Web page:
Friday, April 29, 2005

Near Perfect Pinnacles of Ignorance

That's what Donald "Let's Get Ready to Rumble" Rumsfeld said this week about those in a whisper campaign building up anxiety that the United States would reconstitute the draft. Though I have beef with Rumsfeld on a few of his ideas I must say that his phrases which is the title of this blog pertains to so much of what I'm living through right now.

How is it that I have been a Jesus follower for several years now, have taken college and graduate level courses dealing with Scripture, church polity, leadership and the like and yet know so little? I know that I've heard the answer to that be, "Well, that actually shows your wisdom because you realize what you don't know." I appreciate the intention of that but that doesn't help me sleep much at night anymore.

I have been overwhelmed with the diminuitive amount that I know toward leadership and shepherding a group of people toward maturity in our faith. Man alive, I am realizing so much these days that it is mind boggling. I have long been afraid of leading a group through subversive tactics or in a way that would impact them negatively to the point that for several years I put myself in situations that were safe. There was no danger. There was no risk. I just had to show up. Nothing ventured but nothing gained.

Now I have been providentially placed in positions where I am the leader. Sometimes I am frightened. Sometimes I am confident, not because I am self-sufficient but because there has been affirmation from God in/to my spirit. Thing is also this: I never really learned how to keep healthy relationships healthy. I never learned practical steps of admonition, confronting and sticking to relationships. I have this bad habit of "just forgetting" offenses. Someone will say something and I will talk myself into thinking that they meant it in a way that would not be of any concern to me. I lie to myself a lot.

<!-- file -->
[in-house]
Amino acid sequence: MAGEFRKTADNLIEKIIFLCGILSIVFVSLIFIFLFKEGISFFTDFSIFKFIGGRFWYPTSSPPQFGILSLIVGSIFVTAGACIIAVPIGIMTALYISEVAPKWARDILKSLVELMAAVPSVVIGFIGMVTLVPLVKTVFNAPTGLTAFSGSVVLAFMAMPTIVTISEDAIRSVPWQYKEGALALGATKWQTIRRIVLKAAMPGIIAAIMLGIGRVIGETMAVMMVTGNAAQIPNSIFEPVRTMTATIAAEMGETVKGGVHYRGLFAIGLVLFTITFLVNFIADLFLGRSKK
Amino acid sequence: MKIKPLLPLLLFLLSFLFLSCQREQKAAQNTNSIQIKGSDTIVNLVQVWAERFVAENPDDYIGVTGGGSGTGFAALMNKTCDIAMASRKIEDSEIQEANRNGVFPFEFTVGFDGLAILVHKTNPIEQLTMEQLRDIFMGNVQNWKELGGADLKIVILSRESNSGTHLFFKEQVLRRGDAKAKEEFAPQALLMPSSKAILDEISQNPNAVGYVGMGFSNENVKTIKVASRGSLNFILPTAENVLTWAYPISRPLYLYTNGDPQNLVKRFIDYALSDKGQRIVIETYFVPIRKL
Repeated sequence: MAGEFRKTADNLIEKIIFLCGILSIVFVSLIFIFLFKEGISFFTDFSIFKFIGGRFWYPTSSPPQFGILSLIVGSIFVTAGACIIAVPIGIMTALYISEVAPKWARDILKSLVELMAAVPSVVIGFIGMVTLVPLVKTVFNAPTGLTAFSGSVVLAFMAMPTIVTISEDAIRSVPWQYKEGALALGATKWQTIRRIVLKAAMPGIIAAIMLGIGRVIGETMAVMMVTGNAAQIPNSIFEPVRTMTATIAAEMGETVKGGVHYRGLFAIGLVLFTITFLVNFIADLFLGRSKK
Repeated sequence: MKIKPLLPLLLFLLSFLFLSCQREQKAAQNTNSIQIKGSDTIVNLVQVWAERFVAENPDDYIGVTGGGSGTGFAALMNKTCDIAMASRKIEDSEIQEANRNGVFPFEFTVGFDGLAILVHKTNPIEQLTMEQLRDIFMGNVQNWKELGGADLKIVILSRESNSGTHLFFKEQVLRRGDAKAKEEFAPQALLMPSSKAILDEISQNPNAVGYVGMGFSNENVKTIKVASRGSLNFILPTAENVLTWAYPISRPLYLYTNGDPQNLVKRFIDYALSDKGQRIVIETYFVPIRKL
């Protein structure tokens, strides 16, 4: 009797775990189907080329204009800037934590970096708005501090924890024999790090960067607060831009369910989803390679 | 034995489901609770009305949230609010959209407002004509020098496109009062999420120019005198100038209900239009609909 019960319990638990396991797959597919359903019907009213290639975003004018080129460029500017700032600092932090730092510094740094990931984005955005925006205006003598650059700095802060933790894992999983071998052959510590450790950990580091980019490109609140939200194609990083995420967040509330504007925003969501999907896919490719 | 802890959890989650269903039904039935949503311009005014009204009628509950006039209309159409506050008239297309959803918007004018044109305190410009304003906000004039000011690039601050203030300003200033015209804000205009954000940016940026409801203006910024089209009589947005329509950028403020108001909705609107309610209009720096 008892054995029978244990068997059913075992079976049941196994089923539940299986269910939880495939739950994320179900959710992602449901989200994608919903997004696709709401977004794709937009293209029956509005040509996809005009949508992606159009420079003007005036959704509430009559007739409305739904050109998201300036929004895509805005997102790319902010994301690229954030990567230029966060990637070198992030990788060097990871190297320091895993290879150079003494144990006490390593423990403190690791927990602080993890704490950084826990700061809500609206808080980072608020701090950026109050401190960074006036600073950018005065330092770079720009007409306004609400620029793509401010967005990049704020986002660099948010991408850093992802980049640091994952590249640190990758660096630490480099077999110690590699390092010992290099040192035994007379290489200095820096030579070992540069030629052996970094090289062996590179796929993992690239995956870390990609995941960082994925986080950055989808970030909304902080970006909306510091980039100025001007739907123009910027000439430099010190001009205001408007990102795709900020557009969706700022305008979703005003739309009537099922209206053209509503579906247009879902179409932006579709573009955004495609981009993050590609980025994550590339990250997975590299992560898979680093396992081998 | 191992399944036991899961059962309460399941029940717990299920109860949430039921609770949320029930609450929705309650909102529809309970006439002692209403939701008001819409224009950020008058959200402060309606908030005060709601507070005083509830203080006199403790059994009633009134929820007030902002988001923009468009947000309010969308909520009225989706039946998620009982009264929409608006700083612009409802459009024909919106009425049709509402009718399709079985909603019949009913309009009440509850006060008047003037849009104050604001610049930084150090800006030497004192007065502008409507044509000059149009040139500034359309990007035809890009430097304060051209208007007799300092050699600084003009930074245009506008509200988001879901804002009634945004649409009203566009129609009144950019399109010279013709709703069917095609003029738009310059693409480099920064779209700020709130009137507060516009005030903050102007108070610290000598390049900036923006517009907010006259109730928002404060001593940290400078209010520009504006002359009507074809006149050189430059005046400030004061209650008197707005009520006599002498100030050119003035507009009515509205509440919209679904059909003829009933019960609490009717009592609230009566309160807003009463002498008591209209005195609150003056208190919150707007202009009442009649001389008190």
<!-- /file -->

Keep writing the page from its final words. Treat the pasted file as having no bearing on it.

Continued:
The pattern is this: their spoken word, a feeling in my gut that I supress and then a few days or weeks later I will say to myself, "That really upset me when they said that. I should've said something." The truth is that sometimes those thoughts just don't/can't come to you right at the moment. I'm a slow processer from facts to feelings. I'm learning how to have that stuff going on and yet still have my faith strong.

I am really tempted to finish this with Bible verses and a flury of fantastic quotes pertaining to this, or a quote from the ever wise Oswald, but I will just leave it at that, because I think we all know what the Bible says about some/most of what I've mentioned. I should just concentrate on the application of it.

Monday, April 11, 2005

Imagination Migration

Charlie Brown or Snoopy was right, a good book is a good friend. So I must commend my companions of late: Scripture and The Shaping of Things to Come.

I've been reading through Jeremiah, that afflicted prophet and child of God who expresses so much of what we really feel and think about God if we were reflective upon ourselves. I could follow that vein for a while but a short little chunk got my wheels going today, "Even the stork in the sky knows her appointed seasons, and the dove, the swift and the thrush observe the time of their migration. But my people do not know the requirements of the LORD" (8:7).I was imagining scenes from that great indie film Winged Migration. Those seemingly brainless but beautiful creatures know intuitively their appointed season of migrating, their time of returning. So, there is a time the people of God should migrate/return to God. We have a nickname for that: "repentance." The context of 8:7 speaks more, so I will let you have the joy of studying that.